Minimum Wage, Overtime & Exempt vs. Nonexempt Laws

What Is a Minimum Wage?

There is a minimum wage law in most developed and developing countries. In the United States, a federal minimum wage serves as a baseline minimum for the entire country. In addition, a number of state governments have imposed higher minimum wages.

There are exceptions to this law. One is the tip credit, which allows an employer to claim a partial credit for qualifying tipped employees against the minimum wage. There are quite a few rules and regulations governing the payment and handling of tips for tipped employees, so if you have tipped employees go to government websites and look up the appropriate regulations.

Do I Have to Pay Overtime?

In the United States, overtime pay is mandated at a minimum of 1.5 times regular pay for all hours worked beyond 40 in a single week. This rule applies only to nonexempt employees. You do not have to pay overtime to exempt employees.

How Do You Determine Exempt/Nonexempt?

While there are some specific job classifications that the U.S. government classifies as exempt or nonexempt (inside sales is classified as nonexempt while outside sales is exempt), for most jobs employees must satisfy all three of the following tests to be considered exempt from the overtime pay requirement law. What follows is a simplified version of the law:

1. Salary-Level Exempt Test

If an employee is paid less than $47,476 a year ($913 a week), he or she is automatically nonexempt. If an employee is paid more than $134,004 a year, he or she is most likely exempt. These levels will update automatically every three years, beginning on January 1, 2020.

2. Salary Basis Test

The employee must meet the government’s definition of being paid on a salary basis. This doesn’t necessarily mean that he is paid a salary. It basically means that the employee can count on receiving a minimum amount of work each week whether he is paid on an hourly or a salary basis.

3. Job Duties Test

The employee’s work must fall into one of the following three categories:

  1. Executive
  2. Professional
  3. Administrative

Each of these categories is tightly defined by the government, and the government’s definition of these terms is quite a bit different (and more restrictive) than common usage.

Executive, Definition for Being Exempt

To be defined as an executive, the employee’s work must be primarily managerial in nature; the executive must supervise at least two full-time staff (or the equivalent in part-time staff); and the executive must have significant authority over the workers, such as input regarding hiring, firing, and promoting.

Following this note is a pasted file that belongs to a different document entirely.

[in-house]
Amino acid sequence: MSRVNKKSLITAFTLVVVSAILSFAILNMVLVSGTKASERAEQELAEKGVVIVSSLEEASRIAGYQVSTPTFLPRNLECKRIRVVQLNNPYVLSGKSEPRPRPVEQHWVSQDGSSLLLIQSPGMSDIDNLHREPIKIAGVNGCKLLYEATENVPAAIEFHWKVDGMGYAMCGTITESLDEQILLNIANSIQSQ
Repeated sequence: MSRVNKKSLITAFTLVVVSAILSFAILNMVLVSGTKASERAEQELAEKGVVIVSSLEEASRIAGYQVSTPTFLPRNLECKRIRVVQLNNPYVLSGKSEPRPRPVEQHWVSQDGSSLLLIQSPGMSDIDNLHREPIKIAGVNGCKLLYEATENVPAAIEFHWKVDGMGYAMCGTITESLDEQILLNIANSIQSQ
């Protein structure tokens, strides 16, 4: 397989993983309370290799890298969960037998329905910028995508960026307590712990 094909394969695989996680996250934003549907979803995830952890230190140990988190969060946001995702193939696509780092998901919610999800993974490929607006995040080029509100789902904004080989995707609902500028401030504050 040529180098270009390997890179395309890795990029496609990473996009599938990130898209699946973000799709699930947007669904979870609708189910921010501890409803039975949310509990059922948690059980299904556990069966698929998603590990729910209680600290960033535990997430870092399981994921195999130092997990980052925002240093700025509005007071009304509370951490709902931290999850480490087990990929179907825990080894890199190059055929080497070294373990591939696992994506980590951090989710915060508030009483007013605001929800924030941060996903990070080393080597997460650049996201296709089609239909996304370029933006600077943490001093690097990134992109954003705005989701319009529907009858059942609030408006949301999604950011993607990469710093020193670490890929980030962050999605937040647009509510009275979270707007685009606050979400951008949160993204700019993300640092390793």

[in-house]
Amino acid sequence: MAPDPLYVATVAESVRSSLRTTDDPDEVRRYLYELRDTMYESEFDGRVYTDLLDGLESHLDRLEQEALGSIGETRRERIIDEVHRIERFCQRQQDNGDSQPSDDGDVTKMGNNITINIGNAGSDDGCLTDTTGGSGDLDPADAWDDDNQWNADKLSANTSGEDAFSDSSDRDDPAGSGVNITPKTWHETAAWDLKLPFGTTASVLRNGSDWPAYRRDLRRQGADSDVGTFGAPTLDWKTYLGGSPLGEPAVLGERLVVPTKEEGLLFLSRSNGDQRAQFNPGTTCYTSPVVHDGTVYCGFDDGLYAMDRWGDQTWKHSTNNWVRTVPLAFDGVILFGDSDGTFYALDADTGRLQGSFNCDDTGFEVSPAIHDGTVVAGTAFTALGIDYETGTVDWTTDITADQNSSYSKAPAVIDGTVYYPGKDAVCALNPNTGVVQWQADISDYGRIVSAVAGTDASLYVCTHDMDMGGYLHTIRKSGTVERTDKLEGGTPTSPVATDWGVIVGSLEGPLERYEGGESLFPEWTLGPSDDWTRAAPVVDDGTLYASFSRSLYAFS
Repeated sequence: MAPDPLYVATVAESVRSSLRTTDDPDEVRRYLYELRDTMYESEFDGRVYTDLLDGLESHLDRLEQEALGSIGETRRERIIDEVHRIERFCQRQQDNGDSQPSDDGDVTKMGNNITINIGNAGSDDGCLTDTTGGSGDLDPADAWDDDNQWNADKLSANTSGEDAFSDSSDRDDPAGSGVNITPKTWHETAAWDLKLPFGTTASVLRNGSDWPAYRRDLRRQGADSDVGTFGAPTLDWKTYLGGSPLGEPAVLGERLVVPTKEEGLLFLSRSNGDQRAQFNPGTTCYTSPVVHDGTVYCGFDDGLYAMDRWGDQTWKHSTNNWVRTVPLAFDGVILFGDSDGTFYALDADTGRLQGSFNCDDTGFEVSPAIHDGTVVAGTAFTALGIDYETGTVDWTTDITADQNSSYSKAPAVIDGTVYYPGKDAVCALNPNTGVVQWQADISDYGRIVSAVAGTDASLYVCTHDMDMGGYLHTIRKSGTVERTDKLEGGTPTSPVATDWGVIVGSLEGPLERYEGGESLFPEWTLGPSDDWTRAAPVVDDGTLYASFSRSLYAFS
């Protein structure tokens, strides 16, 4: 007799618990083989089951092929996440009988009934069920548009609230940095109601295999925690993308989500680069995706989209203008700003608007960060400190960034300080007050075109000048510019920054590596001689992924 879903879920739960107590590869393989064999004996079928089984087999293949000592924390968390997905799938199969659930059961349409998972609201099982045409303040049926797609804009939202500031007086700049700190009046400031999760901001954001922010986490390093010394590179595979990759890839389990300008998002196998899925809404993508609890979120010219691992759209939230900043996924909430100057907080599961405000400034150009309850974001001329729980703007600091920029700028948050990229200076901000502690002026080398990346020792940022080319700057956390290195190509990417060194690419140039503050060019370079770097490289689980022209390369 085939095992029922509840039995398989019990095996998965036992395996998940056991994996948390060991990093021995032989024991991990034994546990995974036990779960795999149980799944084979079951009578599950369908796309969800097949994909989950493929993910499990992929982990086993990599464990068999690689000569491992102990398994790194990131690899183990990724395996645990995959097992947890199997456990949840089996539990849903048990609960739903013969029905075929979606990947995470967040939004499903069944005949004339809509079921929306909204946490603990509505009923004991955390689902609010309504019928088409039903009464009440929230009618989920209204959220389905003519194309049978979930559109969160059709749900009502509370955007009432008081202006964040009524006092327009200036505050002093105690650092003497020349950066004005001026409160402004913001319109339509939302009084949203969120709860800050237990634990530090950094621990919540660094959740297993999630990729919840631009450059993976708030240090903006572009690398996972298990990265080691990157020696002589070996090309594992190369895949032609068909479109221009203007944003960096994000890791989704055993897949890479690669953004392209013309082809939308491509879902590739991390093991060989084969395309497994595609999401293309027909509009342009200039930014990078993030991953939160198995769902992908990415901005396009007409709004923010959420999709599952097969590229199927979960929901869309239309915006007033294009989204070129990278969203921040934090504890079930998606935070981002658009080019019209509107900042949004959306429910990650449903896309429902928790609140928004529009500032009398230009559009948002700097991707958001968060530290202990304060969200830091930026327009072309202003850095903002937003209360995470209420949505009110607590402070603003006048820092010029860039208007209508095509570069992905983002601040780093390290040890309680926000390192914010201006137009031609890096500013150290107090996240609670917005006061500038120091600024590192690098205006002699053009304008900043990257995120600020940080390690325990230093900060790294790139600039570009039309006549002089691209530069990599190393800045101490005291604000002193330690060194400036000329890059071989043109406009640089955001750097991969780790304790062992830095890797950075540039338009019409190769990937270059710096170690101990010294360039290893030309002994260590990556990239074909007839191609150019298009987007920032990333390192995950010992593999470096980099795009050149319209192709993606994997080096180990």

Professional, Definition for Being Exempt

Professional workers are defined as having work that is primarily intellectual, typically requiring specialized education (usually post-college level), and includes independent decision making. Professional workers may also be considered exempt if they are in the creative professions, such as art or theater.

Administrative, Definition for Being Exempt

Administrative workers defined as exempt are high-level professional employees whose positions include independent decision making in support functions. An example would the director of human resources. On the other hand, a clerk or an administrative assistant in HR would not be considered exempt. Similarly, the director of plant operations would not qualify under this definition because he or she is in an operational, rather than a support, position. (However, the director of plant operations might qualify under the “executive” definition.)

Note that just calling someone a manager or just paying him a salary does not make him an exempt employee and exclude him from the overtime pay laws.

Also bear in mind that I am giving a simplified definition here. Not only are the full definitions, exceptions, and special rules highly complex, but also the interpretation can change with court decisions—laws for employers are not designed to be simple or straightforward or to make life easy for small business owners!

Do I Need to Hang Informational Posters about the Minimum Wage?

Even if you only employ one person, you need to place certain posters in a highly visible area regularly accessible to your employees—at the entrance to the work area or in a break room, for instance. These posters include U.S. Department of Labor disseminated materials that make public information on the minimum wage, overtime pay, equal pay, child labor, age discrimination, equal opportunity, handicapped workers, employee polygraph protection, and family and medical leave laws. The Occupational Safety and Health Administration (OSHA) department distributes information regarding worker health and safety that is required posting as well. Some states also issue mandated signage.

Poster requirements change from time to time. As a starting point, contact your nearest Wage and Hour Division of the U.S. Department of Labor for currently applicable posters. In addition, you may be required to post information required by your state or even your city government.

About Bob Adams

Bob Adams is a Harvard MBA serial entrepreneur. He has started over a dozen businesses including one that he launched with $1500 and sold for $40 million. He has written 17 books and created 52 online courses for entrepreneurs. Bob also founded BusinessTown, the go-to learning platform for starting and running a business.